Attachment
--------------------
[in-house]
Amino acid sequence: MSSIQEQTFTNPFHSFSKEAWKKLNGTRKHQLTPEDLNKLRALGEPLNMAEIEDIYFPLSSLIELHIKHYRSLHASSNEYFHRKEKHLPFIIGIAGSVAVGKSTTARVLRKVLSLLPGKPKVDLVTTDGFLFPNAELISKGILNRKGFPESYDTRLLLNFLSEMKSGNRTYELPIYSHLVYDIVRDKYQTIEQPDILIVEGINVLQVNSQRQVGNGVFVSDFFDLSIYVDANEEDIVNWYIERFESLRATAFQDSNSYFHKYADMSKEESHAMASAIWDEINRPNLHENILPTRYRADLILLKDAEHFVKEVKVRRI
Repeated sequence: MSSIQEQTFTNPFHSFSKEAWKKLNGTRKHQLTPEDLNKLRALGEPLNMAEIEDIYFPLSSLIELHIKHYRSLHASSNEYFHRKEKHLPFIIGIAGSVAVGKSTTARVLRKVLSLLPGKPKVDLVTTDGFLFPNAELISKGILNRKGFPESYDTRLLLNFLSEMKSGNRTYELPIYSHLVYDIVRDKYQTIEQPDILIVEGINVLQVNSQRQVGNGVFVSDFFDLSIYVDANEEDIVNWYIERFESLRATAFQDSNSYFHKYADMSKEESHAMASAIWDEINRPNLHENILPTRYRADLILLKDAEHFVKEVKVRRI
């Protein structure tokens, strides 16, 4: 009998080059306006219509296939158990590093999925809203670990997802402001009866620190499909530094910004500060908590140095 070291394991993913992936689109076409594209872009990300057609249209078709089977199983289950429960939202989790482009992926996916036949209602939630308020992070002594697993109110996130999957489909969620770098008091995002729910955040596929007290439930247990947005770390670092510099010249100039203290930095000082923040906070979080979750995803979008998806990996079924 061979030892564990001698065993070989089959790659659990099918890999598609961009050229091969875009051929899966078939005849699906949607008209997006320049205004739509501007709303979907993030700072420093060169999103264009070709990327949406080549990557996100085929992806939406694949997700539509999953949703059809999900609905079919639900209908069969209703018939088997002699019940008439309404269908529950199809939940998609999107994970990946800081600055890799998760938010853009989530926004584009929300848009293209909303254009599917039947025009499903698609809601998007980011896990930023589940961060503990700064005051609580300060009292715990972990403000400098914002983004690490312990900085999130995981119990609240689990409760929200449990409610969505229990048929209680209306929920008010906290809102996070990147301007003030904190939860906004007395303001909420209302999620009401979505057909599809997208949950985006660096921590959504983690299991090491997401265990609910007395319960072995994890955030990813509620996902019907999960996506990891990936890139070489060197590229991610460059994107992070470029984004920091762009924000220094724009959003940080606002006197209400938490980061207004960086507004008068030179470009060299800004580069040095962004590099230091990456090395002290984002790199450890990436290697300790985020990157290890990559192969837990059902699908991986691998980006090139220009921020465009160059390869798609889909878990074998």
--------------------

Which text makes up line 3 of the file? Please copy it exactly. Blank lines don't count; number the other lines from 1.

Repeated sequence: MSSIQEQTFTNPFHSFSKEAWKKLNGTRKHQLTPEDLNKLRALGEPLNMAEIEDIYFPLSSLIELHIKHYRSLHASSNEYFHRKEKHLPFIIGIAGSVAVGKSTTARVLRKVLSLLPGKPKVDLVTTDGFLFPNAELISKGILNRKGFPESYDTRLLLNFLSEMKSGNRTYELPIYSHLVYDIVRDKYQTIEQPDILIVEGINVLQVNSQRQVGNGVFVSDFFDLSIYVDANEEDIVNWYIERFESLRATAFQDSNSYFHKYADMSKEESHAMASAIWDEINRPNLHENILPTRYRADLILLKDAEHFVKEVKVRRI